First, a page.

ERIC Number: EJ1029472
Record Type: Journal
Publication Date: 2014-Feb
Abstractor: As Provided
Reference Count: N/A
Children's Perception of Speech Produced in a Two-Talker Background
Baker, Mallory; Buss, Emily; Jacks, Adam; Taylor, Crystal; Leibold, Lori J.
Journal of Speech, Language, and Hearing Research, v57 n1 p327-337 Feb 2014
Purpose: This study evaluated the degree to which children benefit from the acoustic modifications made by talkers when they produce speech in noise. Method: A repeated measures design compared the speech perception performance of children (5-11 years) and adults in a 2-talker masker. Target speech was produced in a 2-talker background or in quiet. In Experiment 1, recognition with the 2 target sets was assessed using an adaptive spondee identification procedure. In Experiment 2, the benefit of speech produced in a 2-talker background was assessed using an open-set, monosyllabic word recognition task at a fixed signal-to-noise ratio (SNR). Results: Children performed more poorly than adults, regardless of whether the target speech was produced in quiet or in a 2-talker background. A small improvement in the SNR required to identify spondees was observed for both children and adults using speech produced in a 2-talker background (Experiment 1). Similarly, average open-set word recognition scores were 11 percentage points higher for both age groups using speech produced in a 2-talker background compared with quiet (Experiment 2). Conclusion: The results indicate that children can use the acoustic modifications of speech produced in a 2-talker background to improve masked speech perception, as previously demonstrated for adults.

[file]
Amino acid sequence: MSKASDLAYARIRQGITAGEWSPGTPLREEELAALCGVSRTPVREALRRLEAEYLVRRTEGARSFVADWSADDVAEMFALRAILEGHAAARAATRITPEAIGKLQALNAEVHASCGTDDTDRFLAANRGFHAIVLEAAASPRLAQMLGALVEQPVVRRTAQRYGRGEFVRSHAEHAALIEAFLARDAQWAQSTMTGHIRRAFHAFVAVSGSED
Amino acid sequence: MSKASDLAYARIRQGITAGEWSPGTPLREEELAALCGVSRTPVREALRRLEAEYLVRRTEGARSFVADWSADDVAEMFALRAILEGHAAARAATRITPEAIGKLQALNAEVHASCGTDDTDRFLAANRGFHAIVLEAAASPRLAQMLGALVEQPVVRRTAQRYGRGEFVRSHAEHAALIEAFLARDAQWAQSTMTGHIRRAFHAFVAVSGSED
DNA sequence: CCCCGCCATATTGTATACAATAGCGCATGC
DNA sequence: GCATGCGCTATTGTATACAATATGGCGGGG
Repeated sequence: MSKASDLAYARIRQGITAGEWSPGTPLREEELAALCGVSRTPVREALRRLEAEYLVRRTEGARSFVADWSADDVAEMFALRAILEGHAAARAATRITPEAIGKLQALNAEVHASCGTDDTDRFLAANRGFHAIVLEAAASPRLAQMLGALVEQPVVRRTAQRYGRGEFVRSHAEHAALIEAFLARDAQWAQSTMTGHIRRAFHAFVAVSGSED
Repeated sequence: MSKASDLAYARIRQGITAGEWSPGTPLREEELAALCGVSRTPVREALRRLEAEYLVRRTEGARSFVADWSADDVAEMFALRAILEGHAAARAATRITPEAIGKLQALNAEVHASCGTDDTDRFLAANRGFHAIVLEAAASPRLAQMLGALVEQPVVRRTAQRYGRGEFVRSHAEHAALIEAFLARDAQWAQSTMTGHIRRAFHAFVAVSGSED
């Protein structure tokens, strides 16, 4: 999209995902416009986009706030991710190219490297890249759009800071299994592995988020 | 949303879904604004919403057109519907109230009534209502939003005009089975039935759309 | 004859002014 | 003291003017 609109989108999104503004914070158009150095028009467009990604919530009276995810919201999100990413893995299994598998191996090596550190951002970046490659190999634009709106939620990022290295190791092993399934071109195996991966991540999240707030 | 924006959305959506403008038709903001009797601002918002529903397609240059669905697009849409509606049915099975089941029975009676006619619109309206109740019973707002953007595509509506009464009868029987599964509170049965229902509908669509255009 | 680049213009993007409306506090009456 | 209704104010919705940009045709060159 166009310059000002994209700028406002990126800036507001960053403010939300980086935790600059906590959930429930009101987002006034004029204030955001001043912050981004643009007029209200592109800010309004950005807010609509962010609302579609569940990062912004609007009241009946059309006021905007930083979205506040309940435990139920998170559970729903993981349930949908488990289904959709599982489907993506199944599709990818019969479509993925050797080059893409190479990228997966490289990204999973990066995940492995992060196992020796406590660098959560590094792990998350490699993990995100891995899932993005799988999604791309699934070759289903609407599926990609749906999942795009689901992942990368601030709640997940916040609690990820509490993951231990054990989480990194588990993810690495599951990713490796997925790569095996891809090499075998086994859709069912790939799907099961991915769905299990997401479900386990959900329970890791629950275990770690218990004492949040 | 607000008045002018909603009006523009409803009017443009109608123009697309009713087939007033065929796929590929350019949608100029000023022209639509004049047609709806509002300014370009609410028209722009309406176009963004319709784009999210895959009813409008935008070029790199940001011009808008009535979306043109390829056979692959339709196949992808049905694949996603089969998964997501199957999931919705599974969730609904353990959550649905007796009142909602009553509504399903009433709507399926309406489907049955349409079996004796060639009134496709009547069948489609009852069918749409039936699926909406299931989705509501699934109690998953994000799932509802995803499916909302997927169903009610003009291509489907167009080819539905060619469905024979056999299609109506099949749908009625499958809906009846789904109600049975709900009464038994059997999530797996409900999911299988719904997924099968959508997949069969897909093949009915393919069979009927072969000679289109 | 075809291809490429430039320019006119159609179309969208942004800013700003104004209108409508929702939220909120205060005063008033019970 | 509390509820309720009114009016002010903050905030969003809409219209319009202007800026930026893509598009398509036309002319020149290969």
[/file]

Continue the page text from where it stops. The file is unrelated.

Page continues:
Descriptors: Children, Speech, Acoustics, Auditory Perception, Adults, Comparative Analysis, Age Differences, Word Recognition
American Speech-Language-Hearing Association (ASHA). 10801 Rockville Pike, Rockville, MD 20852. Tel: 800-638-8255; Fax: 301-571-0457; e-mail: firstname.lastname@example.org; Web site: http://jslhr.asha.org
Publication Type: Journal Articles; Reports - Research
Education Level: N/A
Authoring Institution: N/A